Note: Gerard Woodward was SHORTLISTED for the Whitbread Award for August in 2001 and SHORTLISTED for the Booker Prize for I’ll Go To Bed at Noon in 2004.
“I suffered with a vision…of my mother and father standing on the lawn before Swan’s Rest, in the shade of the walnut tree. But it is not the house that crumbles. It is them. They fall apart slowly before my eyes, as if they are made of sandstone. Small cracks appear across their bodies, which widen until large fissures open up, then pieces fall away, and there is nothing left of husband and wife but a little heap of dust.”
Despite his shortlisting for the Whitbread Award for August (2001), the first of his trilogy about the Aldous Jones family, and his Booker shortlisting for I’ll Go to Bed at Noon (2004), the second book, British author Gerard Woodward’s novels remain almost unknown to readers in the United States. A Curious Earth (2007), my own favorite, completes the trilogy, set during the 1970s and 1980s. With his poetic vision and his wickedly wry humor, Woodward creates in these three novels a picture of the lives of ordinary but often dysfunctional people trying to find some sort of resolution to the conflicts in their lives. His dark humor and irony, combined with a poet’s understanding of the vicissitudes of life, make his novels both insightful and compassionate.
In this new, stand-alone novel, Vanishing, Woodward dramatically expands his scope and broadens his themes while narrowing his narrative focus to one main character whose life the reader follows from childhood through his arrest for espionage in the late days of World War II.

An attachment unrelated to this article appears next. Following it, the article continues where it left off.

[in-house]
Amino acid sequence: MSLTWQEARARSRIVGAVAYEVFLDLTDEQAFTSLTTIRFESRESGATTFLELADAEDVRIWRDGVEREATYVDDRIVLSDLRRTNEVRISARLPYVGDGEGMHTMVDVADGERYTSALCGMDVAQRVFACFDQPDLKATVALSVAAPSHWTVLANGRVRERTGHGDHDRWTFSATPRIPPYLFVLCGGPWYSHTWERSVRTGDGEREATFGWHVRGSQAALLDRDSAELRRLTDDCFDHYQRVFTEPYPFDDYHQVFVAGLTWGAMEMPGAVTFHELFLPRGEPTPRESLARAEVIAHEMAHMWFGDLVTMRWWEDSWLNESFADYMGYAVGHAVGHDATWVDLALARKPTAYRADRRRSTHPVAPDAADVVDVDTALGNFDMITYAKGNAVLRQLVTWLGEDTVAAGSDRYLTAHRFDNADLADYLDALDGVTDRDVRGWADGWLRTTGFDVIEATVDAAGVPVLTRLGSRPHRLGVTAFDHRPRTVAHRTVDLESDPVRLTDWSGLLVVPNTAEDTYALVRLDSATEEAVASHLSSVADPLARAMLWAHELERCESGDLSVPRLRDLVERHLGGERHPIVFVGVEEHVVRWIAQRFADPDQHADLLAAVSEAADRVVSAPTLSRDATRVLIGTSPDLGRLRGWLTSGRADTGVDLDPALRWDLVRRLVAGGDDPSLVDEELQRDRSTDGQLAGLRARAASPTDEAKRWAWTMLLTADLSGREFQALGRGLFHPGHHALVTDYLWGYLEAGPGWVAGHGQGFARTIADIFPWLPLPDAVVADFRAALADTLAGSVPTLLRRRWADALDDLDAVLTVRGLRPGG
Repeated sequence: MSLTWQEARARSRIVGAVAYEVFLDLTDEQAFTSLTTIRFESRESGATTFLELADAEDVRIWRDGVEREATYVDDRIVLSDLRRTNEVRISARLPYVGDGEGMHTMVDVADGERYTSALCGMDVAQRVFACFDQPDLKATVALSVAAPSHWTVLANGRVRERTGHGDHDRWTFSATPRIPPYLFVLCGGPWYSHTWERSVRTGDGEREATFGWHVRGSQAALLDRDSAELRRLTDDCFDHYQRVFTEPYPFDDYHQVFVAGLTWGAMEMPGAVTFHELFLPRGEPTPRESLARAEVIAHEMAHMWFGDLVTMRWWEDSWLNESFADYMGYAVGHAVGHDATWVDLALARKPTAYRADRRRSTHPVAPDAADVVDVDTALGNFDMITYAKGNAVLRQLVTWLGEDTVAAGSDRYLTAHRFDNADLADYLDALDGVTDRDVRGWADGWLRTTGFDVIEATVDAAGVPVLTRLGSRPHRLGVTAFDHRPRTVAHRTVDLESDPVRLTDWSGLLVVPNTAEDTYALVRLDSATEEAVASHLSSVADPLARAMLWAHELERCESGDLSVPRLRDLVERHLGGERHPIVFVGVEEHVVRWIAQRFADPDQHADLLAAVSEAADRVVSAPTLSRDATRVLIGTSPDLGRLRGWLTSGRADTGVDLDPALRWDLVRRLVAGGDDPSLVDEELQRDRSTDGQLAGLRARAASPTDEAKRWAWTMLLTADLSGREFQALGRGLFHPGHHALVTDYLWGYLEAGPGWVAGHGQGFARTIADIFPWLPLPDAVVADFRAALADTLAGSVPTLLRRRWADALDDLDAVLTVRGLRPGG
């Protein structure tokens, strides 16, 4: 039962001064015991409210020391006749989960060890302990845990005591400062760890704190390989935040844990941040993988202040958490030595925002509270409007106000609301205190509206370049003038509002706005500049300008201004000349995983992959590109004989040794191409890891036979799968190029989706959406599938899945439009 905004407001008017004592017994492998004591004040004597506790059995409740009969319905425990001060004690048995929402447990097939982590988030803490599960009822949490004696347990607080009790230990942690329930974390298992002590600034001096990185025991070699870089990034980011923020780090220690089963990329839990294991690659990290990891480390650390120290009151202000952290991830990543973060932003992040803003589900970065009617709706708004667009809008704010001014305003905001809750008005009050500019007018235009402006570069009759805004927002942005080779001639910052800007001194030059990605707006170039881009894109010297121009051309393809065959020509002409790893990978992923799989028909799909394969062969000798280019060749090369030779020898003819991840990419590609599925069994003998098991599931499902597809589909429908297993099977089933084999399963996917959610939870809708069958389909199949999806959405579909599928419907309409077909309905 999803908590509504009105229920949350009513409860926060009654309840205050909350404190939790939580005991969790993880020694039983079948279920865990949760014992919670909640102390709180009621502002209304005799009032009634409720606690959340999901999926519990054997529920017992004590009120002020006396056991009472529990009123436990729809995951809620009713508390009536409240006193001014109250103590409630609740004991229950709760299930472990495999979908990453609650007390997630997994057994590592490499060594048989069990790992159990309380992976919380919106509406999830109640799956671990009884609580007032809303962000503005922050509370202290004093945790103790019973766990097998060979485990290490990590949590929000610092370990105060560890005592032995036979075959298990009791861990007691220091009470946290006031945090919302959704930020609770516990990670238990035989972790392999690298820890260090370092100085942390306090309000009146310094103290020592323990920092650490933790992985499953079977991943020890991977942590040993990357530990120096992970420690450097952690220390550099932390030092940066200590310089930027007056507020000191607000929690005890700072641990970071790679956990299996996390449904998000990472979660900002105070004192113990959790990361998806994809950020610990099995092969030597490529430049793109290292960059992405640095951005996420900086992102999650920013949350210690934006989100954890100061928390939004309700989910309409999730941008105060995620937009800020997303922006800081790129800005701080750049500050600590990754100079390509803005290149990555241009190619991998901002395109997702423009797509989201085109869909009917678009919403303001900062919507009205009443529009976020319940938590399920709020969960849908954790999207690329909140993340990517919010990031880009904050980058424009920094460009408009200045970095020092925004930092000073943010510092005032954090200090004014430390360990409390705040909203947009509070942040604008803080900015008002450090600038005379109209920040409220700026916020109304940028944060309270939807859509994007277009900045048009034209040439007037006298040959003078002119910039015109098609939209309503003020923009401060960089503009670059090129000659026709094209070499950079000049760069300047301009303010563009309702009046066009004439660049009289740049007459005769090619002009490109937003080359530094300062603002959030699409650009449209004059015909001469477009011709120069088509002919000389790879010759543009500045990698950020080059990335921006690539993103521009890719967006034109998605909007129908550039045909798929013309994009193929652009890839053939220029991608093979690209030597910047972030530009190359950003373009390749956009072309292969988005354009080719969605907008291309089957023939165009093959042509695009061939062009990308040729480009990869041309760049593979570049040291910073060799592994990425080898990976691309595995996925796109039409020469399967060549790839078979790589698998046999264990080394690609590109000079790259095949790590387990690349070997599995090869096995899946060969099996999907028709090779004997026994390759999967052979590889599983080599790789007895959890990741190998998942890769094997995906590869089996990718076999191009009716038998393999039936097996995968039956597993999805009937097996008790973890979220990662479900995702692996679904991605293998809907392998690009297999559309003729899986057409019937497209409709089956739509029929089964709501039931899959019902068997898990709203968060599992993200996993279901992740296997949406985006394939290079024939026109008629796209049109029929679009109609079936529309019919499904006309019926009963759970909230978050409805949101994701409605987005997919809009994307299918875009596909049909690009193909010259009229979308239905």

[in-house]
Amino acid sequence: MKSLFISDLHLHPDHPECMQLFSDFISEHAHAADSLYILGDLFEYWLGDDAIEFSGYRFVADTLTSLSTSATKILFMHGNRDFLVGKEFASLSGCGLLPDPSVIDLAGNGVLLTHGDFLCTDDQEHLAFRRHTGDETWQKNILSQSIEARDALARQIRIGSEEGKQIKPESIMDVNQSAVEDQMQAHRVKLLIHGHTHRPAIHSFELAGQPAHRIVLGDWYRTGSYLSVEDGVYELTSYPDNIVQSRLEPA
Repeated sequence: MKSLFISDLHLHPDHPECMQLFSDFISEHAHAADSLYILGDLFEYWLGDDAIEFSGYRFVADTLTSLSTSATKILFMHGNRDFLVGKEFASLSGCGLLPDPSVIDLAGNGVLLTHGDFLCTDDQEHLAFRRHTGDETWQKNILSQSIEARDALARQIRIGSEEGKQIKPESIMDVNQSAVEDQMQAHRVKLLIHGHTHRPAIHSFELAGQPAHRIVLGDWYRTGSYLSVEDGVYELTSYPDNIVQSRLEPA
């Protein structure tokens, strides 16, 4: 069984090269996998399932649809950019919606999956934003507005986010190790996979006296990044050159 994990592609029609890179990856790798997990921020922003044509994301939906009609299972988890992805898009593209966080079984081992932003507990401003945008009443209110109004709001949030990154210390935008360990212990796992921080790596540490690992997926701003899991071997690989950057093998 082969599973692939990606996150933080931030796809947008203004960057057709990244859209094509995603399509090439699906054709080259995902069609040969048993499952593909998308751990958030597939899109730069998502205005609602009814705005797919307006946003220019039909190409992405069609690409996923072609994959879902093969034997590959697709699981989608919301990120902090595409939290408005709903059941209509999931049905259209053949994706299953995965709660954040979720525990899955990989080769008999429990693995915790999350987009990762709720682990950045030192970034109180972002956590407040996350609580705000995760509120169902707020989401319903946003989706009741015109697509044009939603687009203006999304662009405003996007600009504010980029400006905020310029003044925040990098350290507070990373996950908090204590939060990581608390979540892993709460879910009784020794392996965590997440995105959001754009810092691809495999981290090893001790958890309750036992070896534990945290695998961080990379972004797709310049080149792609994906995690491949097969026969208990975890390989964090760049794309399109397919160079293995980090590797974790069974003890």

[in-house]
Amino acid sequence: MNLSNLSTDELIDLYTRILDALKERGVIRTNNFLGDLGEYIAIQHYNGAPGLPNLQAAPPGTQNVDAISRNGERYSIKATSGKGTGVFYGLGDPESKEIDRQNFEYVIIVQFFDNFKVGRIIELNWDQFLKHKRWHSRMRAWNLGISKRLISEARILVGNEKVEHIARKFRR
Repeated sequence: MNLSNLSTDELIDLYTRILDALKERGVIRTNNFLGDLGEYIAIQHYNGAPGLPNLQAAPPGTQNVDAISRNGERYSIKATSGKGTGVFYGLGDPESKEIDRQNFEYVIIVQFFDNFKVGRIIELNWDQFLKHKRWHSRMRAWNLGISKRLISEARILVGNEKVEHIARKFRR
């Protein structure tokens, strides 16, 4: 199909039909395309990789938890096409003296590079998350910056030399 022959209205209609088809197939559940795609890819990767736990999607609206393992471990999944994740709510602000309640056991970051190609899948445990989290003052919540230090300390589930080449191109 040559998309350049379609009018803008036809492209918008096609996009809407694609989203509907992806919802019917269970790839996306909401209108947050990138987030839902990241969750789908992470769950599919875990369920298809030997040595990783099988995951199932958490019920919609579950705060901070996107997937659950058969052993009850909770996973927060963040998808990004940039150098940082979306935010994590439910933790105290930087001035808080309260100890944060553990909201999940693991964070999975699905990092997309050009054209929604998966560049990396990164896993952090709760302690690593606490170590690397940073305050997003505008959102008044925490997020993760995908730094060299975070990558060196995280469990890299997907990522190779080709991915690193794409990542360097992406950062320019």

Kenneth Brill, the main character, is in a military prison in an unidentified location as the novel opens, feigning sleep as Davies, his interrogator from the Air Ministry, arrives to interview him in preparation for his trial for espionage. Brill emphasizes that he has served with honor during the war and has been almost single-handedly responsible for the camouflaging of the British airbase at El Alamein in order to protect it from Nazi bombs. His background as a former art student from the Slade, one of the best art schools in the world, had helped him create a “stage set” of a similar base in the North African desert, attracting Nazi bombers away from the real base in Egypt, near Libya. As the novel opens, however, Brill has been caught painting a large number of landscapes of the farm area where he grew up, a few miles outside of London. While a reader might find this a seemingly innocent activity for someone who has been recovering from a gunshot wound for months, Davies quickly disabuses him. The farm area in the Heath, which Brill’s family has farmed for generations, is “shortly to become one of the biggest military air bases in Europe. That land has all been requisitioned by the Air Ministry” for a new aerodrome at “Heathrow.” Evidence from Brill’s past suggests to the Air Ministry that he may be using the paintings to send coded messages to the Nazis.